MAKKAH: Inspired by a strong sense of belonging, a Saudi “Berliner” is discovering the roots of Arabia one precious image at a time.
For thousands of Saudi students temporarily leaving the Kingdom to continue graduate studies or work, home is where family is and memories were made — along with the familiar and comforting sights and sounds of their city or region.
The bond grows stronger with distance, but homesickness at times hits harder than many would like.
It is in these moments that Ghada Al-Muhanna Abalkhail turns her field of expertise into a tool to face her predicament, inadvertently giving Saudis everywhere a glimpse of home and foreigners an insight into the Kingdom’s humble beginnings.
After moving to Berlin three years ago and working as a nonresident researcher at the Gulf Research Center, Abalkhail, like thousands before her, grew homesick for the flavors and sights of her homeland.
“Everywhere I looked in Berlin, I tried to find something resembling Riyadh. I missed the blazing heat, the chatter of people, the crowded streets and, most importantly, my family,” she told Arab News.
“So, as a way to deal with my predicament, I used to look through archives for everything related to Saudi Arabia. I would spend hours searching and reading about whatever I found, and doing so on a daily basis gave me comfort and eased the feeling of longing,” she said.
In doing so, Abalkhail hit a gold mine and began sharing the material she was allowed to on Twitter. With time, many grew interested and fellowship increased.
“More people began following and commenting about how this photograph belonged to a family member of theirs or how this film showed their region’s history and so on,” she said.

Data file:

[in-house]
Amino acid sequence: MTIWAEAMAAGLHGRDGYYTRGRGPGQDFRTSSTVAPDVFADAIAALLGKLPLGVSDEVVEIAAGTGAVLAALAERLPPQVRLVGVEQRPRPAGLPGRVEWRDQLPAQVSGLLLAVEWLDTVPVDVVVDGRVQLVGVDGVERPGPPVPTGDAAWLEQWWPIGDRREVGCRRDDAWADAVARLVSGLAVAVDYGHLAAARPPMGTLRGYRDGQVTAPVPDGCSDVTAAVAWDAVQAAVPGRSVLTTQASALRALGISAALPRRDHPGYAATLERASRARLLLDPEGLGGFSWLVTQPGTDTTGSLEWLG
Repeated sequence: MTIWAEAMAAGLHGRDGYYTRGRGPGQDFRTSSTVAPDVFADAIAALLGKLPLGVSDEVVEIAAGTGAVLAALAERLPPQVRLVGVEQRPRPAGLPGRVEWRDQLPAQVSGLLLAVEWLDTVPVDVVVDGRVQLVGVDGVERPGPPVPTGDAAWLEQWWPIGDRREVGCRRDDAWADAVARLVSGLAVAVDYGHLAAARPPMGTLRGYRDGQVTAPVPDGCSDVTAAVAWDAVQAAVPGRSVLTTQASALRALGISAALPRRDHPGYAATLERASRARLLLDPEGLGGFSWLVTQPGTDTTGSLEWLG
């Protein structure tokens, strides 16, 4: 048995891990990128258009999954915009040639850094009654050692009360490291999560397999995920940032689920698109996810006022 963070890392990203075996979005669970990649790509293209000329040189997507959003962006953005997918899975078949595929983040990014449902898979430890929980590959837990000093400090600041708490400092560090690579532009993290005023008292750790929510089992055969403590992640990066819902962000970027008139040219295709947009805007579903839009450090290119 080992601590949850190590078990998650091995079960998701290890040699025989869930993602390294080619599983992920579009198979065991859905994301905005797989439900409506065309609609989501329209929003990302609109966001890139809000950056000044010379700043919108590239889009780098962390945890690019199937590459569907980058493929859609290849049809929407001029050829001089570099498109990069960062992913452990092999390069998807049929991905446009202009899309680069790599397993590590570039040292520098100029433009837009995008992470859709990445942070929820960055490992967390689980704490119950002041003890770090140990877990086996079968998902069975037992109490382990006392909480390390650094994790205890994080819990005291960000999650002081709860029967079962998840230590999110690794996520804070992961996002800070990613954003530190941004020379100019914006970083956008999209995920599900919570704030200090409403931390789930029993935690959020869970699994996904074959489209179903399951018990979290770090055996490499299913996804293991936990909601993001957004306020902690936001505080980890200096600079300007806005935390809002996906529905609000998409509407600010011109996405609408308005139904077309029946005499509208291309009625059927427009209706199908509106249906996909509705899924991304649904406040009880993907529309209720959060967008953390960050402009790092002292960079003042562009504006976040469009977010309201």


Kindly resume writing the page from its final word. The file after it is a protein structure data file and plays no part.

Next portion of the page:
“I knew they were missing their families, too, and that fueled me. I began feeling a sense of responsibility to find the bigger family — my Arabian family,” she said.
Excited and energized by the support, Abalkhail found herself telling the story of the Kingdom and Gulf region to many Berliners one image at a time, only to realize that the story is still not being told right, and that there is a lot more left to tell.
She began structuring the account to provide information to whoever needed it, trying her best to relay stories to which people could relate.
“The reaction was more than positive. It was outstanding, and I’m extremely thankful to the followers for always helping to improve the account and its content, whether by adding more comments to the original post or correcting some of the information that was wrongly written in the archives,” she said.
“Over time, and with more follower interactions, I realized how essential it is for us to have an archive. Everyone uses an archive — from scientists to artists, journalists to filmmakers and beyond. They all rely on information provided from archives to further the product that they are working on.”
Abalkhail said that by using the ancient art of storytelling, it was easy to start compiling material to tell the story of Arabia, with images revealing the culture, lifestyle, fashion, struggles and more that made the Kingdom what it is today.
Saudi Arabia is the creation and representation of its past — and archives remain the only way to look into the history of civilizations and nations, and understand who they are as a people, she said.
“I dream of one day seeing a national archive that holds all materials related to the Kingdom, and where a citizen, resident or foreigner can access and learn more about the beautiful history and culture of our country,” Abalkhail said.
“We owe it to the ancestors who sacrificed so much for us to be here today.”